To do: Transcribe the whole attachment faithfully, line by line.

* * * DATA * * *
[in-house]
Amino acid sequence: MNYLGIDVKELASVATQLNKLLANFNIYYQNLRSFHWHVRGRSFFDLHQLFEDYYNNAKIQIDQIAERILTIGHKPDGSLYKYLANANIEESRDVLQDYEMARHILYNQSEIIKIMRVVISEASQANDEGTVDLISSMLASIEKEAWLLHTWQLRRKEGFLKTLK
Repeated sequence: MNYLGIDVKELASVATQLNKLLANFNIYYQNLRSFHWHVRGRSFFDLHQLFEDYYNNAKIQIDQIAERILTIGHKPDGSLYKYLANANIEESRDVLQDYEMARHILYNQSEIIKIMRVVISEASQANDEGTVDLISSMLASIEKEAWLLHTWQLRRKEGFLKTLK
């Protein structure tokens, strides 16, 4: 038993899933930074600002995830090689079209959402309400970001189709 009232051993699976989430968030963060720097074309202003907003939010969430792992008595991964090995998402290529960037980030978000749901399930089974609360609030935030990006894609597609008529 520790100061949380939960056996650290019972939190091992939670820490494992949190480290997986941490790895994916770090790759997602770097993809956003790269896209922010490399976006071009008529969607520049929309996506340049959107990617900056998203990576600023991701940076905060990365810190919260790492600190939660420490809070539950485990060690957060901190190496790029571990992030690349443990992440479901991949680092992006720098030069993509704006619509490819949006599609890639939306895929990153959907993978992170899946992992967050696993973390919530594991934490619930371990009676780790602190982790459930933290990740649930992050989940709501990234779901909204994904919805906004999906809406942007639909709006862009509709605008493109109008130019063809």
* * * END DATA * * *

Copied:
[in-house]
Amino acid sequence: MNYLGIDVKELASVATQLNKLLANFNIYYQNLRSFHWHVRGRSFFDLHQLFEDYYNNAKIQIDQIAERILTIGHKPDGSLYKYLANANIEESRDVLQDYEMARHILYNQSEIIKIMRVVISEASQANDEGTVDLISSMLASIEKEAWLLHTWQLRRKEGFLKTLK
Repeated sequence: MNYLGIDVKELASVATQLNKLLANFNIYYQNLRSFHWHVRGRSFFDLHQLFEDYYNNAKIQIDQIAERILTIGHKPDGSLYKYLANANIEESRDVLQDYEMARHILYNQSEIIKIMRVVISEASQANDEGTVDLISSMLASIEKEAWLLHTWQLRRKEGFLKTLK
């Protein structure tokens, strides 16, 4: 038993899933930074600002995830090689079209959402309400970001189709 009232051993699976989430968030963060720097074309202003907003939010969430792992008595991964090995998402290529960037980030978000749901399930089974609360609030935030990006894609597609008529 520790100061949380939960056996650290019972939190091992939670820490494992949190480290997986941490790895994916770090790759997602770097993809956003790269896209922010490399976006071009008529969607520049929309996506340049959107990617900056998203990576600023991701940076905060990365810190919260790492600190939660420490809070539950485990060690957060901190190496790029571990992030690349443990992440479901991949680092992006720098030069993509704006619509490819949006599609890639939306895929990153959907993978992170899946992992967050696993973390919530594991934490619930371990009676780790602190982790459930933290990740649930992050989940709501990234779901909204994904919805906004999906809406942007639909709006862009509709605008493109109008130019063809």